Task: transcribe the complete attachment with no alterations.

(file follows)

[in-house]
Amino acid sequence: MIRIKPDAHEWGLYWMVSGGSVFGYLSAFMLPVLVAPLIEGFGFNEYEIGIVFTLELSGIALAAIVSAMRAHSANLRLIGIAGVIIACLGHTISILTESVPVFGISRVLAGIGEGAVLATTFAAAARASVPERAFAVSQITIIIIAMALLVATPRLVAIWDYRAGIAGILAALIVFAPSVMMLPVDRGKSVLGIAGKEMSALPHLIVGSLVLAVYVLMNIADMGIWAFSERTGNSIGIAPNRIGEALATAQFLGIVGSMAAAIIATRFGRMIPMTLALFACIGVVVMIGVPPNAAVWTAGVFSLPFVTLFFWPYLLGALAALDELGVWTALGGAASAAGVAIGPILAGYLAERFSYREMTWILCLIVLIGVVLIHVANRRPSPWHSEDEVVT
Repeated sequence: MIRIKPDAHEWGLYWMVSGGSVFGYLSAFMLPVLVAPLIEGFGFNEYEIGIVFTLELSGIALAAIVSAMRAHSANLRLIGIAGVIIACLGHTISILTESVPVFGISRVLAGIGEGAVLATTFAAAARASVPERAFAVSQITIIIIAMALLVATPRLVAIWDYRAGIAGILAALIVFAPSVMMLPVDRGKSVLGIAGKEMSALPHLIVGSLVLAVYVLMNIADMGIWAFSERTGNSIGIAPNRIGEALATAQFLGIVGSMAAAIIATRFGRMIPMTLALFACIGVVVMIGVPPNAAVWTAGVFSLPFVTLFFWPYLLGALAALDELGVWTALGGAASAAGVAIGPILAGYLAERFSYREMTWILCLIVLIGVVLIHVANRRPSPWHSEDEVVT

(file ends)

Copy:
[in-house]
Amino acid sequence: MIRIKPDAHEWGLYWMVSGGSVFGYLSAFMLPVLVAPLIEGFGFNEYEIGIVFTLELSGIALAAIVSAMRAHSANLRLIGIAGVIIACLGHTISILTESVPVFGISRVLAGIGEGAVLATTFAAAARASVPERAFAVSQITIIIIAMALLVATPRLVAIWDYRAGIAGILAALIVFAPSVMMLPVDRGKSVLGIAGKEMSALPHLIVGSLVLAVYVLMNIADMGIWAFSERTGNSIGIAPNRIGEALATAQFLGIVGSMAAAIIATRFGRMIPMTLALFACIGVVVMIGVPPNAAVWTAGVFSLPFVTLFFWPYLLGALAALDELGVWTALGGAASAAGVAIGPILAGYLAERFSYREMTWILCLIVLIGVVLIHVANRRPSPWHSEDEVVT
Repeated sequence: MIRIKPDAHEWGLYWMVSGGSVFGYLSAFMLPVLVAPLIEGFGFNEYEIGIVFTLELSGIALAAIVSAMRAHSANLRLIGIAGVIIACLGHTISILTESVPVFGISRVLAGIGEGAVLATTFAAAARASVPERAFAVSQITIIIIAMALLVATPRLVAIWDYRAGIAGILAALIVFAPSVMMLPVDRGKSVLGIAGKEMSALPHLIVGSLVLAVYVLMNIADMGIWAFSERTGNSIGIAPNRIGEALATAQFLGIVGSMAAAIIATRFGRMIPMTLALFACIGVVVMIGVPPNAAVWTAGVFSLPFVTLFFWPYLLGALAALDELGVWTALGGAASAAGVAIGPILAGYLAERFSYREMTWILCLIVLIGVVLIHVANRRPSPWHSEDEVVT